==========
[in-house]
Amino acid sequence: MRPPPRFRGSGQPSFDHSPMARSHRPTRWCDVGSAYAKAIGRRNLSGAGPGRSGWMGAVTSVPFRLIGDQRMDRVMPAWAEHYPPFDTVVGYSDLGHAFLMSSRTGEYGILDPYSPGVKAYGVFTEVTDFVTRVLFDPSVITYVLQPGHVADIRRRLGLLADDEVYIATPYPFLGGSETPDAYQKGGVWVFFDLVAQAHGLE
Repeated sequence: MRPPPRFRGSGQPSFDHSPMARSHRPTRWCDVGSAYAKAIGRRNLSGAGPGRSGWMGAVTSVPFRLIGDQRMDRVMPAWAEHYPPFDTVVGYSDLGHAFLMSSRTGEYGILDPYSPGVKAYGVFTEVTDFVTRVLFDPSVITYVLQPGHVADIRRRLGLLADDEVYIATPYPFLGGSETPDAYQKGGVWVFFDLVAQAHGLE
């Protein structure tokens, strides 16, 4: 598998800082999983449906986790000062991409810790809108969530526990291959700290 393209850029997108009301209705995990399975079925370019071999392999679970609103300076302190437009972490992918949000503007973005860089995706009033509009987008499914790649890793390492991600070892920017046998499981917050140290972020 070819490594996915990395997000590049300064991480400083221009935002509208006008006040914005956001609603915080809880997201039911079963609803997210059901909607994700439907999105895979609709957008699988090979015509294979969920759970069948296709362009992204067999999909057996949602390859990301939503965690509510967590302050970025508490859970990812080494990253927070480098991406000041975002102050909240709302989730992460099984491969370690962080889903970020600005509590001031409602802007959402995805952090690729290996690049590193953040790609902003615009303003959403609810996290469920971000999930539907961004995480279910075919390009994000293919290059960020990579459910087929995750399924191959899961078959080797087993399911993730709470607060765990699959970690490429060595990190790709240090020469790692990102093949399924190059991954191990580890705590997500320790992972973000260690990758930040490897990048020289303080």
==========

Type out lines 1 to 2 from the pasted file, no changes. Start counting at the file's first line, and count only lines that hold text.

[in-house]
Amino acid sequence: MRPPPRFRGSGQPSFDHSPMARSHRPTRWCDVGSAYAKAIGRRNLSGAGPGRSGWMGAVTSVPFRLIGDQRMDRVMPAWAEHYPPFDTVVGYSDLGHAFLMSSRTGEYGILDPYSPGVKAYGVFTEVTDFVTRVLFDPSVITYVLQPGHVADIRRRLGLLADDEVYIATPYPFLGGSETPDAYQKGGVWVFFDLVAQAHGLE